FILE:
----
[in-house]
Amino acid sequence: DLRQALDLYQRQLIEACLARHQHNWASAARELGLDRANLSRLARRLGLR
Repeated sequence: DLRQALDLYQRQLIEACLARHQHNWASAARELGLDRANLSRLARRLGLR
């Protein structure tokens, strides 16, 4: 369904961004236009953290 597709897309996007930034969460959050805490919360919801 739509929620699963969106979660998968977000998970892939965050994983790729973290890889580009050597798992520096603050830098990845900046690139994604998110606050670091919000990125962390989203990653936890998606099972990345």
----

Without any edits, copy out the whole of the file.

[in-house]
Amino acid sequence: DLRQALDLYQRQLIEACLARHQHNWASAARELGLDRANLSRLARRLGLR
Repeated sequence: DLRQALDLYQRQLIEACLARHQHNWASAARELGLDRANLSRLARRLGLR
């Protein structure tokens, strides 16, 4: 369904961004236009953290 597709897309996007930034969460959050805490919360919801 739509929620699963969106979660998968977000998970892939965050994983790729973290890889580009050597798992520096603050830098990845900046690139994604998110606050670091919000990125962390989203990653936890998606099972990345």